Although very seriously wounded in battle, Scott Moncrieff remained largely unfazed by the terribleness of it all, unlike so many of his friends who were stricken with what we today call post-traumatic stress disorder. Seeing innumerable fellow combatants devoured by this unprecedented new kind of war, he actually seemed to have a positive experience as a soldier. Part of this was because of his new faith, which made everything seem magical and sacred—a common phenomenon during times of extreme terror—but part of it was that he was simply blessed with solid mental health, and it’s thoroughly remarkable to read the biography of a literary person who just didn’t suffer the way that so many other sensitive people do. He does grow quite a bit, however, especially after nearly losing his leg in battle. Serving from the home front after a very long recuperation, he attempted to steer his friends and fellow poets to safer assignments, and his inability to keep the remarkable Wilfred Owen alive marked a serious turning point for him. Having been one of the poet-critics to foster and tutor the budding new poet, encouraging him to explore the assonance and consonance of the Old French martial epic the Song of Roland, which Scott Moncrieff was translating into English as a kind of solace for no longer being able to fight himself, he saw Owen’s lightning-like artistic development far eclipse his own, and it’s after the junior poet’s death in battle that he stopped thinking of himself as a poet anymore.

Turning toward translation after the success of his version of the Song of Roland, he followed it with the similarly bellicose Beowulf, and then he found his true purpose: Proust. For many people, reading Proust for the first time is a nearly religious experience, and to see Scott Moncrieff become totally consumed with it is a similarly thrilling experience. At the same time he took an assignment as a low-level spy for England in Mussolini’s Italy under the cover of the passport office, a job he’d partly created when he was at the War Office, and combining this with his translation fees, he was able to support an ever-expanding network of family and non-family dependents. Living in fascist Italy also allowed him a much freer sex life than he’d had in Edwardian England—a terrible irony if there ever was one—and he recounted it all in hilarious detail in his life-long correspondence with Vyvyan Holland, one of Oscar Wilde’s sons. As gleefully promiscuous a translator as he was a lover, his insatiable interests often took him away from Proust as he became sidetracked by Stendahl and then discovered Pirandello, who was his other major contribution to English letters. Part of this was foot-dragging over the translation of Sodom and Gomorrah, fearing that Proust’s frank depictions of homosexuality would run him afoul of English obscenity laws, and unfortunately this cost him a lot of time and resulted in an even more euphemistically paraphrased translation, which is one of this remarkable biography’s only true bummers.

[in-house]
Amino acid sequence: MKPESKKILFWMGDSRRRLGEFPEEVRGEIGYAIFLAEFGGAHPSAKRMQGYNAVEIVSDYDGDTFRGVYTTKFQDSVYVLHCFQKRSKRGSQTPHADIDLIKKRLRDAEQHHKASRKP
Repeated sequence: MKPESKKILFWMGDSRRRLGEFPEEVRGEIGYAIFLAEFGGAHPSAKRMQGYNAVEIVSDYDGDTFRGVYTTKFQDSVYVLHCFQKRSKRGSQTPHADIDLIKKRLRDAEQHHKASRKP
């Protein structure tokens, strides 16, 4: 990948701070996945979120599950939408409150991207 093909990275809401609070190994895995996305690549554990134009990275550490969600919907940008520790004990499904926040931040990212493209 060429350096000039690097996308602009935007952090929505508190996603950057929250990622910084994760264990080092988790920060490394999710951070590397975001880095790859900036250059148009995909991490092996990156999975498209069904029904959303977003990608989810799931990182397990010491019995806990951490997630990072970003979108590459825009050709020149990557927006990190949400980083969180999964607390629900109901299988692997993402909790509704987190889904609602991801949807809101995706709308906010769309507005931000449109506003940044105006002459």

Jean Findlay
Regarding Scott Moncrieff’s faith and sexuality, Findlay makes the extraordinary point that part of Catholicism’s appeal for him was that it offered him perpetual forgiveness, which was a stark contrast to the unbending Protestantism of his native Scotland. For him Catholicism was a religion that actually allowed and expected him to be a sinner. Although seemingly a nonbeliever herself, Findlay’s portrait of her great-uncle’s faith experience is imbued with the magic of a G.K. Chesterton or Graham Greene novel, making his rapid life and death (at age forty, from cancer, with a volume of Proust to go) feel nonetheless whole and satisfying, because that’s how it felt to him. Entirely humbled by greater writers and having recognized his own intermediate role, as his translations swept England and America he even turned down an advance to write a novel of his own. Not at all unctuous or self-aggrandizing, he was simply a happy servant of literature and life whose individualized niche allowed him to shine in his own way. Similarly, this surprisingly luminous biography highlights its subject without drawing attention to itself, yet it nonetheless glows too. Findlay holds Scott Moncrieff up to our fascinated attention, and after a while the reader begins to notice Findlay’s own varied and intricate attentiveness just as much. As with Proust, the reader marvels at how much and how well she notices, and at her seemingly limitless resourcefulness. Unlike Scott Moncrieff and Proust himself, who were both unable to finish their lives’ work, Findlay seems with this book to have actually recaptured lost time.



—David Wiley